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What’s a Grasshopper? A Closer Look at an Oft-Overlooked Drink

Turns out, the Grasshopper is much more than the subject of a number of great bar jokes. It’s an eye-catching cocktail with an impressive history.

Like a deconstructed box of Junior Mints for adults, the cocktail blends creme de menthe, creme de cacao, and cream. For a mixed drink, the alcohol content is relatively low and because of the sweet factor, it tends to function almost like a milkshake (try it with some ice cream if you’d like, it’s pretty tasty).

grasshopper cocktail drink
Jose M. Montoro/Getty Images

Few drinks on the planet offer such color in the glass. The Grasshopper is a rich green with a matte finish, like a vintage Bianchi bicycle. Like a lot of great cocktails, its origins go back to the early 20th century in New Orleans. There, at the legendary Tujague’s in 1918, it was whipped together by Philip Guichet as part of an entry into a cocktail competition. It took second place and has been a fixture at the 164-year-old bar and restaurant ever since.

Why the Grasshopper has gone in and out of fashion over the years is up for debate. Its signature color is off-putting for some, perhaps symbolizing something synthetic and not of this planet. Some simply can’t do mint. For others, it’s just too dessert-y. Maybe the fact that it’s typically served up is too much for some to handle.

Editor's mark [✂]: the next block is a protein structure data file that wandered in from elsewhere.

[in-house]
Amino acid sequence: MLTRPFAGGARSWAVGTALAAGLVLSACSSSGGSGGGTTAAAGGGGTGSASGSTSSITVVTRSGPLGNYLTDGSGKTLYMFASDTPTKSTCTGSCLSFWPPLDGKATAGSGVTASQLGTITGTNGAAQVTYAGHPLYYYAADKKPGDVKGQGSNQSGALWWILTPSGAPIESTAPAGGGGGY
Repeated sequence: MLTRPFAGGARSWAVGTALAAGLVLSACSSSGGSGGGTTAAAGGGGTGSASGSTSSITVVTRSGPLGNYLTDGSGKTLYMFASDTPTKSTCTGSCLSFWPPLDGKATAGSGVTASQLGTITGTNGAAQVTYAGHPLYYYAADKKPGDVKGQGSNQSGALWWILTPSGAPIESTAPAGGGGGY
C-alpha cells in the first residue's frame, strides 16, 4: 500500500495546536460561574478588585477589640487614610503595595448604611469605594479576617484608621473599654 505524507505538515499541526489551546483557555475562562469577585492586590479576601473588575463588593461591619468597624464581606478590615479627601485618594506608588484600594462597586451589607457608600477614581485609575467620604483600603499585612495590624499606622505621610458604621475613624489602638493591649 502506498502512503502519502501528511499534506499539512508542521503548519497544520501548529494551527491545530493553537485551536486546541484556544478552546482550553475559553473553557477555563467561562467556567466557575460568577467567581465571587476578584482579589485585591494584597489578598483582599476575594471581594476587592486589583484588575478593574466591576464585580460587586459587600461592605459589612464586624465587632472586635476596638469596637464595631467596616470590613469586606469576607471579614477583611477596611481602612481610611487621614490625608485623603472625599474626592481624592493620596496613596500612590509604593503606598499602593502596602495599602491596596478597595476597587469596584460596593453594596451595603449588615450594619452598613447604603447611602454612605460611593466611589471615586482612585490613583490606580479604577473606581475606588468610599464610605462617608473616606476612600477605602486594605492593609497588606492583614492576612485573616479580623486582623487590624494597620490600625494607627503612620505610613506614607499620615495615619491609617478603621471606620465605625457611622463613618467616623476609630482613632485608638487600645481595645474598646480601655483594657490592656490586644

A good Grasshopper, though, can do wonders. In its natural habitat of New Orleans, where the cuisine can be spicy and the weather stuffy, the cocktail can take the sting out of things. It’s a post-meal breath freshener of a drink that’s just fun to have in your custody. It’s a humidity-dousing, mint-charged number built for shadowing a big portion of jambalaya or a bucket of crawfish. And unlike a lot of other flamboyantly colored drinks, the Grasshopper at least makes some sense.

It owes its hue to creme de menthe, a French concoction that’s based on an old recipe involving Corsican mint leaves and dried peppermint, steeped in grain alcohol. It’s then filtered and hit with sugar. Not a lot of cocktails depend heavily on the stuff, but it is paramount in riffs like the Stinger or the South African Springbokkie.

The Grasshopper is also the cocktail of choice for one of the greatest bar jokes of all time. It’s simple and dry, not at all like the cocktail itself. You know the drill: A Grasshopper walks into a bar and parks itself on a stool. The bartender says, “Hey, we’ve got a drink named after you.” The Grasshopper looks up, a bit surprised. “You’ve got a drink named Steve?”

Now that seemingly antiquated things like sherry, White Zin, and hot dishes are back, it only makes sense that the Grasshopper gets a fair shot. Think of it as the minty cousin of the White Russian, the Lebowski-approved classic sweet cocktail. With St. Patrick’s Day not all too far away, keep the Grasshopper in your holster as you look for something besides cheap beer with food coloring to bring to the table.

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